A few months into my secret affair, I showed Kristen more as a dream, a lark, oh lookie hear at this delightful little yacht. She was far above our budget, entirely impractical, but beautiful with her graceful white hull with blue boot stripe, just a touch of exposed teak, an almost cartoonish clipper bow, and of course a gaffer.

Kristen would often sigh appropriately when I showed her good looking boats. She humors me, and she did not disappoint with this boat. I’m not really sure how it happened, but this one seemed to stick with her as well, and before we knew it, we were driving to take a look in February.

And now here we are in July, during Covid-19 of all times, and we have an accepted offer. It’s the most ridiculous thing, buying a wooden gaffer. Nearly all pleasure boats have very little to recommend them from a practical point of view, but this boat is worse than most. There are exactly zero others like her that I can find, so we have no reference as to her sailing qualities. She is made of wood, has a gaff rig, and to top it all, we won’t get to do a standard sea trial to see how she sails. The boat is on a trailer, and the owner isn’t keen to spend a day launching, a day or two sailing, and then put her all back together. But recently the seller dropped the price, we jumped, and now I’m nervous as hell until hopefully, after splashing, I get to try on a smile and see how it fits.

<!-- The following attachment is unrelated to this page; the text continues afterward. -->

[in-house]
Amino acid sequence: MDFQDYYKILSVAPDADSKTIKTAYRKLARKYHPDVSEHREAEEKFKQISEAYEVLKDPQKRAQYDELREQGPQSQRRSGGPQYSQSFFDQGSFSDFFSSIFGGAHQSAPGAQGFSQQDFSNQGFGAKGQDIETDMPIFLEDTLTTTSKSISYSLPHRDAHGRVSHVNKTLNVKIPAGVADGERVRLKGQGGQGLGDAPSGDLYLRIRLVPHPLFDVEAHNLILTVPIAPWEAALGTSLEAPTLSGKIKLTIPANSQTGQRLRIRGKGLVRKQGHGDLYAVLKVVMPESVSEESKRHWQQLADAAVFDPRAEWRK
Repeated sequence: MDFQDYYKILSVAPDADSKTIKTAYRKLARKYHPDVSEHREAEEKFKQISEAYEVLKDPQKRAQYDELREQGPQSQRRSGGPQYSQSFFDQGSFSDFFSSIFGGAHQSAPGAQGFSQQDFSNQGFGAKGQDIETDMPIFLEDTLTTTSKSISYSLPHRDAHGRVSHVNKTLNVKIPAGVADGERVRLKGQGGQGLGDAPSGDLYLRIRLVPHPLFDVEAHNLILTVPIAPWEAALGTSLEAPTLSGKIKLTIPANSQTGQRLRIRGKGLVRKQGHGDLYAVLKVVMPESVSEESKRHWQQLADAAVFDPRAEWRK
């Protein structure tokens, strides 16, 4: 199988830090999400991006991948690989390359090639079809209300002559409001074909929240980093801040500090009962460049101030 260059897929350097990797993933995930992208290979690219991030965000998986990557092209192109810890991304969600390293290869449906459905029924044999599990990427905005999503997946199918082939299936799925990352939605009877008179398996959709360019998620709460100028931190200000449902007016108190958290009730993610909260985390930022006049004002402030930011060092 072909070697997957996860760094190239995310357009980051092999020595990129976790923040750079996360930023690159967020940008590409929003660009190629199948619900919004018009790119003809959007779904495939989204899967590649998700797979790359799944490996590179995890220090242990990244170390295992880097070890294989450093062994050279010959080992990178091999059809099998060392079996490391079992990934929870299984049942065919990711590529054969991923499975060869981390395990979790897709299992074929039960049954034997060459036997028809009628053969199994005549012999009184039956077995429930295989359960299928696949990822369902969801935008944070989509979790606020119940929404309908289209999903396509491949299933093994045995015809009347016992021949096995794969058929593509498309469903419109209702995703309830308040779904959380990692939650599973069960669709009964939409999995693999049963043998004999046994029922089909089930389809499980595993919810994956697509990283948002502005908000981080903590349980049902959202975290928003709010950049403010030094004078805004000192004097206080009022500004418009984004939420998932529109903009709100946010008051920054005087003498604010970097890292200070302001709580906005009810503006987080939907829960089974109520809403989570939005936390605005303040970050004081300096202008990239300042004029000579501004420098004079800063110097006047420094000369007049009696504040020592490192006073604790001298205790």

Two positives at least that I can see are that the boat was designed by William Garden, and the builders seem, at least to my eye, to have built the boat to very high standards. Most of the William Garden designs I am familiar with aren’t primarily recommended for their sailing speed. As I have researched William Garden designs, it seems many of them aren’t build for any particular thing, and perhaps because of that seem to do "being a sailboat" quite well. They are like my dogs, who are unapologetic about being dogs. They don’t pretend to do anything other than exactly what they are supposed to do, and they do that very well. This boat seems just like that.

I don’t have any good pictures yet, so for now, click here for the listing.